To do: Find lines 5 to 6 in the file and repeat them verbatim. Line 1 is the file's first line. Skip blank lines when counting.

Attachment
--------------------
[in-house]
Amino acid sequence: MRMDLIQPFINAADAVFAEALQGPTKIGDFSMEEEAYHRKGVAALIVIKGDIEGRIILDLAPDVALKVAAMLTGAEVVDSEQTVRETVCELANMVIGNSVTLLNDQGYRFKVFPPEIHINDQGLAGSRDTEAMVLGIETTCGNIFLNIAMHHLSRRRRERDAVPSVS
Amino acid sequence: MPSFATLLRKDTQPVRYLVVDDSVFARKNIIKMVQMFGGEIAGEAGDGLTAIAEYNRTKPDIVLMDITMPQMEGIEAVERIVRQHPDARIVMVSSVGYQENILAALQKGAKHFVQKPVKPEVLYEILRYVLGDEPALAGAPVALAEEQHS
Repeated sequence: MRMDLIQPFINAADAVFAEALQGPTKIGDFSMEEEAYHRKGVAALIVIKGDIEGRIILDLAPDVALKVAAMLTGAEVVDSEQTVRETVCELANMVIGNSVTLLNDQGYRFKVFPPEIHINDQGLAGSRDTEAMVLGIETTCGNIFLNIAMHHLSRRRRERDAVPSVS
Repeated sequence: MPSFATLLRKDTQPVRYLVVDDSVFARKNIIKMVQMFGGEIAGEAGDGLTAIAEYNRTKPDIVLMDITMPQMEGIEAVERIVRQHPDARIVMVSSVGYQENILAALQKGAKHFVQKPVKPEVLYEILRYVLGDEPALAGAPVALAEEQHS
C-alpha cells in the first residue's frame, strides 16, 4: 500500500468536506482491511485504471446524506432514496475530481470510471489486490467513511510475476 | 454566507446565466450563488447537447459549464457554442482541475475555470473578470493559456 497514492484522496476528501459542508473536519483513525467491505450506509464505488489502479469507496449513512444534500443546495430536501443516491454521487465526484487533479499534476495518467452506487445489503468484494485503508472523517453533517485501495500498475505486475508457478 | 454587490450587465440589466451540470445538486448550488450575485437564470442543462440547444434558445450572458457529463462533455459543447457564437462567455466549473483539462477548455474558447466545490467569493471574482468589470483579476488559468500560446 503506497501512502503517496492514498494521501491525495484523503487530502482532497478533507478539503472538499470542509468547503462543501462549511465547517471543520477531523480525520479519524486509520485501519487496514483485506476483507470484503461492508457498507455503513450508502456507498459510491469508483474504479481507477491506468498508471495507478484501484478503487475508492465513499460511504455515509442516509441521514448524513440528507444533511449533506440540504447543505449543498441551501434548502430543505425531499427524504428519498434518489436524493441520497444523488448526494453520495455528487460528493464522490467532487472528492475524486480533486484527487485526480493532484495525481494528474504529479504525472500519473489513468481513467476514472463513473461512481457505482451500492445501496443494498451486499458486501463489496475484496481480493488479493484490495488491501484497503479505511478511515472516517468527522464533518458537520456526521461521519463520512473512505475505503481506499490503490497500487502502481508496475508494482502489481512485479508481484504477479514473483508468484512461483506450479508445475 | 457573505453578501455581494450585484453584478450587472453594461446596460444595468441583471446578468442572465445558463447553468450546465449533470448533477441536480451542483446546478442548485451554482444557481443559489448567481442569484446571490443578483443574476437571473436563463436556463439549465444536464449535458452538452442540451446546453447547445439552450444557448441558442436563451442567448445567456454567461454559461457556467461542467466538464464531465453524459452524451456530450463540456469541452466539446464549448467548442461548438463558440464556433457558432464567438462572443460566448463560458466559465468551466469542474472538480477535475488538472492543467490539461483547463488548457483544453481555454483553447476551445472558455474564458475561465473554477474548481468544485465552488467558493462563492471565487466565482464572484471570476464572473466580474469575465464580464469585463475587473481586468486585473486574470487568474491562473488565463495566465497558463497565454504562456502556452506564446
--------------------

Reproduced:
Repeated sequence: MPSFATLLRKDTQPVRYLVVDDSVFARKNIIKMVQMFGGEIAGEAGDGLTAIAEYNRTKPDIVLMDITMPQMEGIEAVERIVRQHPDARIVMVSSVGYQENILAALQKGAKHFVQKPVKPEVLYEILRYVLGDEPALAGAPVALAEEQHS
C-alpha cells in the first residue's frame, strides 16, 4: 500500500468536506482491511485504471446524506432514496475530481470510471489486490467513511510475476 | 454566507446565466450563488447537447459549464457554442482541475475555470473578470493559456 497514492484522496476528501459542508473536519483513525467491505450506509464505488489502479469507496449513512444534500443546495430536501443516491454521487465526484487533479499534476495518467452506487445489503468484494485503508472523517453533517485501495500498475505486475508457478 | 454587490450587465440589466451540470445538486448550488450575485437564470442543462440547444434558445450572458457529463462533455459543447457564437462567455466549473483539462477548455474558447466545490467569493471574482468589470483579476488559468500560446 503506497501512502503517496492514498494521501491525495484523503487530502482532497478533507478539503472538499470542509468547503462543501462549511465547517471543520477531523480525520479519524486509520485501519487496514483485506476483507470484503461492508457498507455503513450508502456507498459510491469508483474504479481507477491506468498508471495507478484501484478503487475508492465513499460511504455515509442516509441521514448524513440528507444533511449533506440540504447543505449543498441551501434548502430543505425531499427524504428519498434518489436524493441520497444523488448526494453520495455528487460528493464522490467532487472528492475524486480533486484527487485526480493532484495525481494528474504529479504525472500519473489513468481513467476514472463513473461512481457505482451500492445501496443494498451486499458486501463489496475484496481480493488479493484490495488491501484497503479505511478511515472516517468527522464533518458537520456526521461521519463520512473512505475505503481506499490503490497500487502502481508496475508494482502489481512485479508481484504477479514473483508468484512461483506450479508445475 | 457573505453578501455581494450585484453584478450587472453594461446596460444595468441583471446578468442572465445558463447553468450546465449533470448533477441536480451542483446546478442548485451554482444557481443559489448567481442569484446571490443578483443574476437571473436563463436556463439549465444536464449535458452538452442540451446546453447547445439552450444557448441558442436563451442567448445567456454567461454559461457556467461542467466538464464531465453524459452524451456530450463540456469541452466539446464549448467548442461548438463558440464556433457558432464567438462572443460566448463560458466559465468551466469542474472538480477535475488538472492543467490539461483547463488548457483544453481555454483553447476551445472558455474564458475561465473554477474548481468544485465552488467558493462563492471565487466565482464572484471570476464572473466580474469575465464580464469585463475587473481586468486585473486574470487568474491562473488565463495566465497558463497565454504562456502556452506564446